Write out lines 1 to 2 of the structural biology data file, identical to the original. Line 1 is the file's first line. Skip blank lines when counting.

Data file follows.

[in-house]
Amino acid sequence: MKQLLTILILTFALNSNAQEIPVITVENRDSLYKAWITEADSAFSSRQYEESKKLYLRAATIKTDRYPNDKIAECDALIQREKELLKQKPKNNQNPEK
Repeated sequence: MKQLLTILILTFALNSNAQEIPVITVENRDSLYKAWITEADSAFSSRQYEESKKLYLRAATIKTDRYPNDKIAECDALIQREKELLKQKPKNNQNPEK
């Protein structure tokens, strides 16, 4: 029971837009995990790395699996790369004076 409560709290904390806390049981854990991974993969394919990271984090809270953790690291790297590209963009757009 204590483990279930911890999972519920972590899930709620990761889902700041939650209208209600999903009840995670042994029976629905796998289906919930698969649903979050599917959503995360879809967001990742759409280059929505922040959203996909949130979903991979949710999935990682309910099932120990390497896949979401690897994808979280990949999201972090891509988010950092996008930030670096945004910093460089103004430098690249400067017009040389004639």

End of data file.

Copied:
[in-house]
Amino acid sequence: MKQLLTILILTFALNSNAQEIPVITVENRDSLYKAWITEADSAFSSRQYEESKKLYLRAATIKTDRYPNDKIAECDALIQREKELLKQKPKNNQNPEK